Bone Up: Top Four Tips to Maintain Healthy Bones as You Age

Aging can be hard on our muscles and bones. Primarily because as we age, we lose bone and muscle mass. That makes us more susceptible to falls and fractures. Estimates are that 1.5 million adults over the age of 50 experiences a bone fracture each year. 10 million adults in the U.S. live with osteoporosis.

How can you keep your bones and muscles strong as you grow older?

The aging experts at St. Charles Community offer four suggestions that you can easily add to your daily or weekly routine:

  1. 1.     Work It. An exercise program that incorporates light weights or resistance bands can help build muscles and bones. That is because as you lift weights or stretch the resistance bands, your muscles and bones are both stressed. That effort sends a signal to your body to create more bone. That adds density to your bone mass. Before you begin any form of exercise though, be sure to consult with your primary care physician.Attractive senior woman at health club

            2.     Balance Your Calcium & Vitamin D. Calcium is food for your bones. It is critical to keeping both your muscle and your bone mass healthy. Vitamin D is necessary to help your body to absorb and process the calcium. If your diet falls short on calcium, your body will raid your bones to get what it needs. That is what causes bone loss. As we age, we often need more Vitamin D than we did in younger days. Ask your physician if you should be taking a Vitamin D supplement.

  1. 3.     Think Green. Most green vegetables are rich in Vitamin K. It is an important vitamin to include in your diet because it helps your body build bone protein. That is another critical component of healthy bones. The best sources of Vitamin K are leafy green vegetables like romaine, spinach, kale and parsley. But you can also find it in brussel sprouts, broccoli, raw celery, fermented cheeses, soybean products, and eggs.
  2. 4.     Protein Power. Protein can be tricky to balance. If you eat too much of it – especially if the calories are from meat products – your body will excrete too much calcium. But if you don’t eat enough of it, your body will not be able to absorb enough calcium. Nutritionists believe that the average adult should plan a diet that includes 54 – 68 grams of protein per day.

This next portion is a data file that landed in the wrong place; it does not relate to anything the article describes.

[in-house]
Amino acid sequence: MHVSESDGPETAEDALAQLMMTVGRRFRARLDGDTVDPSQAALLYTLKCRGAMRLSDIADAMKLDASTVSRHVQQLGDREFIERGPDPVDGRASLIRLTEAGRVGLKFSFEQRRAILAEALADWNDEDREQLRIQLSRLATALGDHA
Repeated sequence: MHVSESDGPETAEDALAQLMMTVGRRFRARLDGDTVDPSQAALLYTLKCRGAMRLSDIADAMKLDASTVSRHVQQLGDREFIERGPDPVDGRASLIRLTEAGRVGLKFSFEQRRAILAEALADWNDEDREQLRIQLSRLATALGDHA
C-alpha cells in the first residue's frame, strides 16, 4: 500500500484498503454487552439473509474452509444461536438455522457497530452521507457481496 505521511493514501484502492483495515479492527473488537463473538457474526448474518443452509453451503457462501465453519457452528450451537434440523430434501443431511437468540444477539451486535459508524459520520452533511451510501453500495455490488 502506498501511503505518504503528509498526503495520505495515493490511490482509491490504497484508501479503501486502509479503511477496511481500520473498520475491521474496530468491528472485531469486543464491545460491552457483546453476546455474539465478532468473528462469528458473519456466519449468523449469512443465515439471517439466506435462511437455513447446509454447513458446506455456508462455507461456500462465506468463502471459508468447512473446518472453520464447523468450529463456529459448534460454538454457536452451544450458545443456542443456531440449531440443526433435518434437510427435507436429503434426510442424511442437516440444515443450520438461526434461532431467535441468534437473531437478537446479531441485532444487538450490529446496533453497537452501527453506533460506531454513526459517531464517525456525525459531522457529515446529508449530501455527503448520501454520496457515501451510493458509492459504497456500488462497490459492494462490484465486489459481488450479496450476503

Nutrition Barriers in the Elderly

One of the biggest barriers to older adults eating a healthy and balanced diet is physical limitations and impairments. Hand tremors from diseases like Parkinson’s may make chopping and cooking difficult. Arthritis is quite common among older adults and is a leading cause of physical limitations. Many older adults have vision or hearing impairments that prevent them from driving. If they have to rely on others for transportation to the grocery store, it may be hard for them to shop for fresh fruits and vegetables as frequently as they should. That is when homemaker services can help. Busy caregivers in Northern Kentucky and Greater Cincinnati can utilize the services of a care partner like St. Charles at Home to help their aging loved one with meal planning, grocery shopping and cooking. That can help them maintain a diet that supports healthy bones.

Are you a Northern Kentucky caregiver? How do you help your aging loved one keep their bones healthy?

St. Charles Community is Northern Kentucky and Greater Cincinnati’s most trusted senior care partner. A faith-based, nonprofit organization, we have served elders in our community for over 50 years. Contact us today at 859.331.3224 for your senior care and living needs.